As the world becomes more interconnected with the introduction of products
that communicated with each other via the Internet, the term “Internet
of Things” has been informally adopted to describe this rapidly-expanding
sector of the world’s social and technological environment. In today’s
post our defective product and personal injury lawyer will provide and
introduction to the evolving field of personal injury law as it relates
to this rapidly expanding technology.
What is the “Internet of Things”?
Broadly speaking, the Internet of Things is composed of electronic devices
that are 1) potentially connected to one another by the Internet, 2) capable
of routinely transmitting data about themselves to another location, and
3) are controllable by another device or by their own internal programming.
By this definition the Internet of Things includes thousands of devices
such as home security monitors, electronic medical records, traffic control
devices, “self-driving” cars and trucks, and even the national
power grid that is essential for all such devices to function properly.
What happens if an Internet of Things device fails?
In the majority of cases, Internet of Things devices have functioned as
intended and malfunctions go unnoticed until a major problem occurs. Unfortunately,
given the fact that many devices are controlled or monitored from a central
location, a failure at one level of organization often leads to a “cascade”
of failures in “upstream” or “downstream” systems.
When such failures occur, and when a failure causes an injury or some
other injury, the manufacturers of these devices may be liable for the
payment of damages to those who suffer a loss that can be directly linked
to a defective product.
In the United States, the courts have recognized three rather broad (and
sometimes overlapping) sets of circumstances under which a defective product
liability lawsuit could be justified: 1) negligence, 2) strict liability,
and 3) breach of a stated or implied warranty. Let’s look at each
of these categories and how they might apply to defective products that
are a part of the Internet of Things.
Broadly defined, negligence by a manufacturer occurs when that manufacturer
fails to recognize that one if its products contains a defect. In the
Internet of Things, a manufacturer of a home security system may use a
software package that fails to automatically notify the local fire department
if a smoke detector senses that a fire has broken out. Regardless of whether
a defect was known at the time the device was created, if it can be shown
that a manufacturer’s product included a defect, the manufacturer
may be held liable for damages due to negligence.
The doctrine of strict liability holds that the manufacturer of a product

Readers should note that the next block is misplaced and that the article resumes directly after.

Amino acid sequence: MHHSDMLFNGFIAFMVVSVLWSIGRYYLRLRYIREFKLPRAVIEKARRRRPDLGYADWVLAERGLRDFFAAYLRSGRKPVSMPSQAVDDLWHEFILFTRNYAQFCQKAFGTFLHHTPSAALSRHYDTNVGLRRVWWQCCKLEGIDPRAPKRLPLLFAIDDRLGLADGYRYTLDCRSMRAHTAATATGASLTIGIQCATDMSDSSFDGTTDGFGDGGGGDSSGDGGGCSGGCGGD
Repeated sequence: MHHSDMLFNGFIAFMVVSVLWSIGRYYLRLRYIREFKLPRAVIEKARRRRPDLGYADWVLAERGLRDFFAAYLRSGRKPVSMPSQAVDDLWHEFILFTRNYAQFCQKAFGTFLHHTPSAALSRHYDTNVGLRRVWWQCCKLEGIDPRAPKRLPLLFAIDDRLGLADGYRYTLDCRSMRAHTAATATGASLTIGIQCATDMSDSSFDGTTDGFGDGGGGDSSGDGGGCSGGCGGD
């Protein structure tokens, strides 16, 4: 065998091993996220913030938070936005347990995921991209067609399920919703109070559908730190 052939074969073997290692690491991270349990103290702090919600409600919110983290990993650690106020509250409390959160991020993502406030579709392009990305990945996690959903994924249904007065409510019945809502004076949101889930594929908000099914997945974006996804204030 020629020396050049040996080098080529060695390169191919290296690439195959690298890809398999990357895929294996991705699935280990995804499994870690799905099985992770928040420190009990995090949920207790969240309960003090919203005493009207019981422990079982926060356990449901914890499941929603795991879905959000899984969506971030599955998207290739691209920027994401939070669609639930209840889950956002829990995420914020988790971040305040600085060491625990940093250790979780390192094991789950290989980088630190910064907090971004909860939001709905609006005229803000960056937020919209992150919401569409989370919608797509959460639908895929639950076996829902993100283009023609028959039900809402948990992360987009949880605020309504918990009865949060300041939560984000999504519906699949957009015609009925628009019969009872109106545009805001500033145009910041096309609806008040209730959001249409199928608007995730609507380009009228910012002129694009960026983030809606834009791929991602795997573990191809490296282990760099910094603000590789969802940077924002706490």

is liable for damages caused by its product if it can be demonstrated
that a product’s design or manufacturing process involved the introduction
of a defect and that the manufacturer failed to warn the user of the defect’s
presence and its potential for causing harm.
If a manufacturer markets a product with the promise that its product will
perform in a certain manner, the manufacturer has made a warranty to the
product’s eventual user. Such a warranty can be either explicit,
where it is presented in writing, or implicit (implied). If a device fails
to perform in the manner expected, its manufacturer may have breached
its warranty and thus expose itself to a defective product liability claim.
Why you need a defective product personal injury lawyer
Personal injury due to a defective product has always been a complicated
area of legal practice due to the fact that it is often difficult to determine
the exact reason that a product failed. In some cases, the reason for
a failure can be linked to a faulty design or defective component that
is incorporated into a final product that is assembled from parts supplied
by several manufacturers (such as with an automobile or a home security
system). In other cases, the cause of the injury or loss may not be readily
obvious, and liability must be determined by a court.
If you were injured and you suspect that a defective Internet device may
have led to your injury, you should contact an experienced defective product
and personal injury lawyer to arrange a comprehensive review of the facts
in your case and to explore the legal options that may be available to
you. Since issues such as liability and comparative negligence will vary
from state to state, only a local attorney will be able to render an opinion
on potential liability and possess the knowledge of your state’s
practice and procedure that will determine the success or failure of a
product liability / personal injury lawsuit.